Religiosity is at the center of many family structures. Parents who have strong religious affiliations, faith, and religious beliefs are more likely to demonstrate these beliefs and behaviors in front of their children than parents who are less fervent about their religions. This display of religiosity can shape a child’s belief system and can strongly influence the way in which children embody their religion in later life. As children enter into adulthood, their religious foundation can be put to the test. Faith often takes a backseat to conformity and acceptance at this critical juncture from childhood to adulthood. But does the support, faith, and religiosity of the parents protect children from religious uncertainty as they transition into adulthood?
Kathleen C. Leonard of the University of Massachusetts sought to determine how parental religion affected young adults’ religious affiliations, beliefs, and faith in a recent study. She recruited 481 college students from two Christian universities and surveyed them about their religiosity. She examined the effects of parental faith support, attachment, parental religiosity, and influence of parental gender. She found that overall, the students felt that their religiosity was similar to that of their parents. They also felt that their parents supported them in their faith beliefs.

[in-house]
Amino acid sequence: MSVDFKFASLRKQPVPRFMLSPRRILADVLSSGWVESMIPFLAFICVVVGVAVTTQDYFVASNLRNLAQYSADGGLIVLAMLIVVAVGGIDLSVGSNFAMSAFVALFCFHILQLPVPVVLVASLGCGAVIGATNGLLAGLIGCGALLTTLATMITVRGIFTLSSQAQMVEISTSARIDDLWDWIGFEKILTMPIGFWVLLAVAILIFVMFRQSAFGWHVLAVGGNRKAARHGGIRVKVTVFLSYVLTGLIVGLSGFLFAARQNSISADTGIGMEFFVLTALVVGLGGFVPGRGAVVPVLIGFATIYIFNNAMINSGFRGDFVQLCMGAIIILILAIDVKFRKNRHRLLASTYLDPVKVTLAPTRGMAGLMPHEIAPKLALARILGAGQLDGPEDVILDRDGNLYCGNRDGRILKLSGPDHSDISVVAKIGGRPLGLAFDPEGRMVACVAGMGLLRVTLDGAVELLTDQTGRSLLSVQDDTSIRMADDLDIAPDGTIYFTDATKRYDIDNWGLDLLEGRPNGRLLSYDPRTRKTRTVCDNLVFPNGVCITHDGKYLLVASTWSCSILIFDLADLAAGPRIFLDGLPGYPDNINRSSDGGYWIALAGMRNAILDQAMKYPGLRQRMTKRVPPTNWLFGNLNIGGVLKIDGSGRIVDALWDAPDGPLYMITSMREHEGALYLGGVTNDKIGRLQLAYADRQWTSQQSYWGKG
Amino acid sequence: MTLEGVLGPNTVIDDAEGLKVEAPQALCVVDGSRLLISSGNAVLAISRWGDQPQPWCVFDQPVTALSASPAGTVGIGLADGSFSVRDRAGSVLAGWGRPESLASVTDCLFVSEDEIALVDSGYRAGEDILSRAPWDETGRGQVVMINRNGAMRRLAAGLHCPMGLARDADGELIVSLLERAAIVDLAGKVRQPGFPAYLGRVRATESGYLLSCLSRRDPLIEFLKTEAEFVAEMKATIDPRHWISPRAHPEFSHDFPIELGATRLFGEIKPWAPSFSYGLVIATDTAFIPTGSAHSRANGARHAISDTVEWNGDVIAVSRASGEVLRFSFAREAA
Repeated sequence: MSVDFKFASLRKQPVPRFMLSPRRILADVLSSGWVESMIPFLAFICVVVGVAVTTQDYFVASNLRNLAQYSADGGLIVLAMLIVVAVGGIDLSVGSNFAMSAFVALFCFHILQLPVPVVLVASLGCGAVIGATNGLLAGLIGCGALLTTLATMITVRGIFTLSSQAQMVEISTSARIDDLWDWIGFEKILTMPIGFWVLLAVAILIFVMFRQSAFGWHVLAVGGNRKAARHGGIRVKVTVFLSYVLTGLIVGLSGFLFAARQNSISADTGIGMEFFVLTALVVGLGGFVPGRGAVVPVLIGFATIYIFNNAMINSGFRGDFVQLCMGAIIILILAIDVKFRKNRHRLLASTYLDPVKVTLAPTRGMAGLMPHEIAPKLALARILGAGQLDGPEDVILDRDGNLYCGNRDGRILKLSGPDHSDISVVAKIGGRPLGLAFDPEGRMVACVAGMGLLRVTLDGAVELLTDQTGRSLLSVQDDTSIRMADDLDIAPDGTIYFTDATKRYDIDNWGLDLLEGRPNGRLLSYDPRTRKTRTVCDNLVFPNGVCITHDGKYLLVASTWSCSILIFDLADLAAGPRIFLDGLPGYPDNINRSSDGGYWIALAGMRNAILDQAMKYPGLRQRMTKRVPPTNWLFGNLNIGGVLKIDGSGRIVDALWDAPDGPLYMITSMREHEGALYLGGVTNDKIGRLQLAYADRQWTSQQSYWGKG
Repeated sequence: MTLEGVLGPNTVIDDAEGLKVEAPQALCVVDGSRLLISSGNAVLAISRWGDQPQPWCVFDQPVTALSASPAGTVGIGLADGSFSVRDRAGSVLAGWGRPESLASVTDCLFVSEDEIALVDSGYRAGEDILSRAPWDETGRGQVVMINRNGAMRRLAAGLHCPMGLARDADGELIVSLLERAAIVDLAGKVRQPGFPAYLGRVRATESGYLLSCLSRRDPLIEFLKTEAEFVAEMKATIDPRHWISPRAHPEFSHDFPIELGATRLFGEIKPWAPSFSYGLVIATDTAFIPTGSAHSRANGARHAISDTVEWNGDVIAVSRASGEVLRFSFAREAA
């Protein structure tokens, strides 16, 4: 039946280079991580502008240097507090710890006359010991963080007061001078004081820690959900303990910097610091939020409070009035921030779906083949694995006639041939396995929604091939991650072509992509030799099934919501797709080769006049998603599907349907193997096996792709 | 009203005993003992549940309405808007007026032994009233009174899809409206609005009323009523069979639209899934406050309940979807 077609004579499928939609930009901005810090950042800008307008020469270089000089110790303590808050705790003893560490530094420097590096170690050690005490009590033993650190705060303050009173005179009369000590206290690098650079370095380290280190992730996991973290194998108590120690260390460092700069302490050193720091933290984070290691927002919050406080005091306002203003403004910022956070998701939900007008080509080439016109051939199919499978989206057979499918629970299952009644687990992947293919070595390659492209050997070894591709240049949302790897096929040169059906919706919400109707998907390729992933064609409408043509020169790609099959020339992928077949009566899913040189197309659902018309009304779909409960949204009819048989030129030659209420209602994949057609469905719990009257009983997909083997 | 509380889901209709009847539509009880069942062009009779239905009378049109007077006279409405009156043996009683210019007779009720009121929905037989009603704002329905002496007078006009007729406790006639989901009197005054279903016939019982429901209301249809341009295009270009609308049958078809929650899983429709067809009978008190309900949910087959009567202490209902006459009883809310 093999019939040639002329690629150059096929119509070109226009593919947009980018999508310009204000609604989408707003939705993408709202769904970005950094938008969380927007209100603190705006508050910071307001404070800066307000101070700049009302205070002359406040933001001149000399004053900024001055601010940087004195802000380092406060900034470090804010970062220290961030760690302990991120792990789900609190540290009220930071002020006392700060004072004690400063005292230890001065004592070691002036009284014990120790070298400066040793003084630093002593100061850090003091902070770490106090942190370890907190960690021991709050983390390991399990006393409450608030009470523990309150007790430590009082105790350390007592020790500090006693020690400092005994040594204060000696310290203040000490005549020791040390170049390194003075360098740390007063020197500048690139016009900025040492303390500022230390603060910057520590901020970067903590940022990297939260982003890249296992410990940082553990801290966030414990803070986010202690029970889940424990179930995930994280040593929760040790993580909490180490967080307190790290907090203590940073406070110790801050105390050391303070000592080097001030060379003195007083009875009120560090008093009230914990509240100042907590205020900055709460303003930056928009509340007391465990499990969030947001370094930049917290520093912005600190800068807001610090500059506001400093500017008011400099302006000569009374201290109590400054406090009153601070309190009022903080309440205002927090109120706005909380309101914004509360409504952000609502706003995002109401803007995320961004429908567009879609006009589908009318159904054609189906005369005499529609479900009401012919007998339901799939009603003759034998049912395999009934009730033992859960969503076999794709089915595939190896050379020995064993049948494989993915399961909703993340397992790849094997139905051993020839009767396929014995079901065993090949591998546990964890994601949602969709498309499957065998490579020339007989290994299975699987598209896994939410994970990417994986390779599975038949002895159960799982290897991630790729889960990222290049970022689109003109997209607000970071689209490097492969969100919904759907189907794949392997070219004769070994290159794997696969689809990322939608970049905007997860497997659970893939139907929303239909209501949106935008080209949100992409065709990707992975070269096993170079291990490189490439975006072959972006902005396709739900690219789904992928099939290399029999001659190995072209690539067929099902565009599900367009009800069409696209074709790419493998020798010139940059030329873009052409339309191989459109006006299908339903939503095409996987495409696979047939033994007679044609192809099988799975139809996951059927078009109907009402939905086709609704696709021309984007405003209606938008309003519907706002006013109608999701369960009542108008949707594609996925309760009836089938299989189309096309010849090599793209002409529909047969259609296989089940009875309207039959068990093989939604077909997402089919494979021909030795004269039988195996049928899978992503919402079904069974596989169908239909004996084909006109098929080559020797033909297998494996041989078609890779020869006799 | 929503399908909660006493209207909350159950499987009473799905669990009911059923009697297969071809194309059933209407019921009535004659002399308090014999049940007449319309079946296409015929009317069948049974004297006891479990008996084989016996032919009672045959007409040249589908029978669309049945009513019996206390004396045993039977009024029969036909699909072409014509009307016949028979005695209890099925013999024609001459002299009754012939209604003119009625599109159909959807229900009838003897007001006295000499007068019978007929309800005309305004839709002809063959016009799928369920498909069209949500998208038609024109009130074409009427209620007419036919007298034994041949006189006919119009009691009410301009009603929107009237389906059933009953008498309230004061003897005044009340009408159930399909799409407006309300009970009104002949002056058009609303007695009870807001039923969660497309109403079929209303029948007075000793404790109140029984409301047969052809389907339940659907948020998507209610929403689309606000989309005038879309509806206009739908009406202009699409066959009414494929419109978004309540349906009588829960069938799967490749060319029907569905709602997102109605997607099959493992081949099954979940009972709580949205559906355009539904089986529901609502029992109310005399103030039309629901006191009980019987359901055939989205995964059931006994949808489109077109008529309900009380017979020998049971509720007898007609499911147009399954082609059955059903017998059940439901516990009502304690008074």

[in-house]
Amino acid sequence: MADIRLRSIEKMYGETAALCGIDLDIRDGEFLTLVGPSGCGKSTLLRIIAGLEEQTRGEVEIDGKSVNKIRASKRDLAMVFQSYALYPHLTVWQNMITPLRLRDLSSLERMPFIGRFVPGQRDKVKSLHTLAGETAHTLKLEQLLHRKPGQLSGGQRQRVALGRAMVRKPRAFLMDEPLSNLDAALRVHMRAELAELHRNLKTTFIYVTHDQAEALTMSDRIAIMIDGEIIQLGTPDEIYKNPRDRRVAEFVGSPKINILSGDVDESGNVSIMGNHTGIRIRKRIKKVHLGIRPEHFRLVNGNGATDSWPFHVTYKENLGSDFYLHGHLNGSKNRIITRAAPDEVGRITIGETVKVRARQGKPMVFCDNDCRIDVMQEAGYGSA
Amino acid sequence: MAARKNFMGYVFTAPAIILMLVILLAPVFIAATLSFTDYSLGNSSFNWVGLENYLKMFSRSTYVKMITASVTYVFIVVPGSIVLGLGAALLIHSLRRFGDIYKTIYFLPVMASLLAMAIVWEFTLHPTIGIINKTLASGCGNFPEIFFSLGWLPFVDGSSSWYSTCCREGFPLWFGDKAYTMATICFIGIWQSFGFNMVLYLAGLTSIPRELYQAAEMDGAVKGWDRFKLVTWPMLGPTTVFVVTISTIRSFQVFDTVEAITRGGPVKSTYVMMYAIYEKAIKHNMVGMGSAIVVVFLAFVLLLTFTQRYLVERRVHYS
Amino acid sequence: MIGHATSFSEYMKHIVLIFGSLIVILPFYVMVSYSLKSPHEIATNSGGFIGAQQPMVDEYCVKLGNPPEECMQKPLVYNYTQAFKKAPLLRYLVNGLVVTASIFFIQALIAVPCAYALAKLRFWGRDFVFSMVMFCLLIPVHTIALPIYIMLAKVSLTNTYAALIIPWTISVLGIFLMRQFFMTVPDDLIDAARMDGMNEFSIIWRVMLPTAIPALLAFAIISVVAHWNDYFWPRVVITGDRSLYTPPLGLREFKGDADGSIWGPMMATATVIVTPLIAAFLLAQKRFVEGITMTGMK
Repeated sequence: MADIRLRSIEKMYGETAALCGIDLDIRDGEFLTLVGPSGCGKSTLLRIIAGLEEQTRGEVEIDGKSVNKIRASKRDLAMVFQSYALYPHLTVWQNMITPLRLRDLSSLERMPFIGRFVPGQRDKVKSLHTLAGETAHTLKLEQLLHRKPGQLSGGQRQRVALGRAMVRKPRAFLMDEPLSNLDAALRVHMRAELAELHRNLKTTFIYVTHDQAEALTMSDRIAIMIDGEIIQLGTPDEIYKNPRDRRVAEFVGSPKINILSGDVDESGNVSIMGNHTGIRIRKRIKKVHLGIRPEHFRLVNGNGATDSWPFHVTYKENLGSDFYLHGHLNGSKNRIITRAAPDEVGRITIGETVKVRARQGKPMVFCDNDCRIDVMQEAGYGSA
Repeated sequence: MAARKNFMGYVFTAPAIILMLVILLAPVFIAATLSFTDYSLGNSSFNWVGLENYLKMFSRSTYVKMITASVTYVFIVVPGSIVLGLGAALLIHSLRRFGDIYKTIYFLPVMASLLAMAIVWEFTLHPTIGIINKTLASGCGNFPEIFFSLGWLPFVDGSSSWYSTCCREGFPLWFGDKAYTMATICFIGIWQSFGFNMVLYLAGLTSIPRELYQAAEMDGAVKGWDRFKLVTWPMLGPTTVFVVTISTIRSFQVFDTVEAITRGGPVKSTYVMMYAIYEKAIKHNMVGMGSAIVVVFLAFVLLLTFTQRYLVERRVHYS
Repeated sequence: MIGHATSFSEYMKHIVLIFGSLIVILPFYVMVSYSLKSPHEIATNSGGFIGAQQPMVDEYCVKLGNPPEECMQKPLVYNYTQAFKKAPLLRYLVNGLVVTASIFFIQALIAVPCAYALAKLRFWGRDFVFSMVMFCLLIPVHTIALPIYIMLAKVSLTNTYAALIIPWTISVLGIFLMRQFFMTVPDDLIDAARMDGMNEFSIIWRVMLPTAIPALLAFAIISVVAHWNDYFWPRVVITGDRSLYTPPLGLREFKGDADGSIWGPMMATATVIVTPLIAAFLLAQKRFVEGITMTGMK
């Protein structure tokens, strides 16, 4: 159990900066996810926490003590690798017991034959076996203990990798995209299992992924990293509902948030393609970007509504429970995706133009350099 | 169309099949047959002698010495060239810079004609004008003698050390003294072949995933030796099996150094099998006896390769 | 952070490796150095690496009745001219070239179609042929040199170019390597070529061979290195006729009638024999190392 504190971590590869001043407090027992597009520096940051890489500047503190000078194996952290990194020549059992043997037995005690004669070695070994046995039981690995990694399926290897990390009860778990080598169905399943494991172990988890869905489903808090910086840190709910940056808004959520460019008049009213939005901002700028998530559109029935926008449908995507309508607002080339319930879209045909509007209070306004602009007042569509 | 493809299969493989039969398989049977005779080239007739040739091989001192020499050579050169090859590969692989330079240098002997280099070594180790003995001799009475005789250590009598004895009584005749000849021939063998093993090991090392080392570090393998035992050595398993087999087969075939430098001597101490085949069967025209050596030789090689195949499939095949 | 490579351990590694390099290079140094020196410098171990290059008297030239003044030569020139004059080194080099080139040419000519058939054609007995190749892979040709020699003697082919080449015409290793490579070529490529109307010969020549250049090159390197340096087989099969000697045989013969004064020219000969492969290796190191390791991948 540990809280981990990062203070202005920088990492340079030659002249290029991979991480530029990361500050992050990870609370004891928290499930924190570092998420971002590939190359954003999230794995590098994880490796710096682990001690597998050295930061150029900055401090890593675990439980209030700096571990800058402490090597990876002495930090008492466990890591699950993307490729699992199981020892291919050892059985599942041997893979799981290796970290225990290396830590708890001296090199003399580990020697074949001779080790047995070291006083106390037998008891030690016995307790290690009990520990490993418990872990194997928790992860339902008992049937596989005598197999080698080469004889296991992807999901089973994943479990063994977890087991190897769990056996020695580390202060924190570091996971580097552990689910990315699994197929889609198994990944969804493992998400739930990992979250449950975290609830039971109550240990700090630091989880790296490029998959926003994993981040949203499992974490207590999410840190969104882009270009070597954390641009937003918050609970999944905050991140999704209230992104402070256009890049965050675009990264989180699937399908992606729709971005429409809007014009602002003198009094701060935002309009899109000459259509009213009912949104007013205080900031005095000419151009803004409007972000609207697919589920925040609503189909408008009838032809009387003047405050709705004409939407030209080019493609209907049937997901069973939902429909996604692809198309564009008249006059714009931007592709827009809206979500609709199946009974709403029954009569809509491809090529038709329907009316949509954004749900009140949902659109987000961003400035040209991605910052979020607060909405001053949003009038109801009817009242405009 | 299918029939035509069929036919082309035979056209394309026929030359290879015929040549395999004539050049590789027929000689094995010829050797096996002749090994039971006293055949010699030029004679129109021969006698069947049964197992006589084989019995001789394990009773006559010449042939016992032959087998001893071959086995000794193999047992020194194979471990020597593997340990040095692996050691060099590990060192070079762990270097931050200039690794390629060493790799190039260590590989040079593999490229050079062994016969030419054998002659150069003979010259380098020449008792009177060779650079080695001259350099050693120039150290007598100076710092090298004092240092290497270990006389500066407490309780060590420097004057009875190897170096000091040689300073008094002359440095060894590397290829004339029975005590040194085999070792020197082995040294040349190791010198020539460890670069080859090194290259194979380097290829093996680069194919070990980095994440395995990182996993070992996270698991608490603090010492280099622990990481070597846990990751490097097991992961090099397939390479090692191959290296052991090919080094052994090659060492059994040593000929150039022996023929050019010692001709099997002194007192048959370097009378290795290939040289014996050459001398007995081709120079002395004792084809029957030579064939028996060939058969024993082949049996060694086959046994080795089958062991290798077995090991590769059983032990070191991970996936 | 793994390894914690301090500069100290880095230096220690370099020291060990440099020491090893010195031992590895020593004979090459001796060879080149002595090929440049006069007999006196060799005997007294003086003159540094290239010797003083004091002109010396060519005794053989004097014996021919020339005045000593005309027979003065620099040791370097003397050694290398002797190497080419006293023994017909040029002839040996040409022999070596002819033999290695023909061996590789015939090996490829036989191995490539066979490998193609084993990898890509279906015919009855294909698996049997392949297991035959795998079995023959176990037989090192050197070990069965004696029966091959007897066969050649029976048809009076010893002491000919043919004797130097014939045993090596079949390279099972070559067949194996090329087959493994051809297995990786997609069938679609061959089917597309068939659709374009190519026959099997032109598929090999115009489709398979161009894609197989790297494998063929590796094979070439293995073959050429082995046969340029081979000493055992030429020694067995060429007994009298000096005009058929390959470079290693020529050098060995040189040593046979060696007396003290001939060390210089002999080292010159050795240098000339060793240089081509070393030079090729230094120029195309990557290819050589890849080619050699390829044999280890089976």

Leonard also discovered that the religiosity of the parents was not indicative of the students’ religiosity when considered as an independent factor. However, when coupled with faith support and the similarity of religiosity, parental religiosity was predictive of the level of religiosity in the students. Additionally, Leonard found that parental attachment did not play a significant role. This could be due to college being a time when young adults begin developing attachments to others, including romantic partners and close friends. The study also revealed that females were more influenced than males by their fathers’ religiosity. “These ﬁndings support the notion that parent gender matters in religious socialization,” Leonard said. “Fathers may play a more prominent role than expected, particularly for females in conservative Christian families.” Although the students were recruited from Christian colleges, limiting the findings, the results provide insight into the effect parents have on their children’s religious belief structures.
Leonard, K. C., Cook, K. V., Boyatzis, C. J., Kimball, C. N., Flanagan, K. S. (2012). Parent-child dynamics and emerging adult religiosity: attachment, parental beliefs, and faith support. Psychology of Religion and Spirituality. Advance online publication. doi: 10.1037/a0029404
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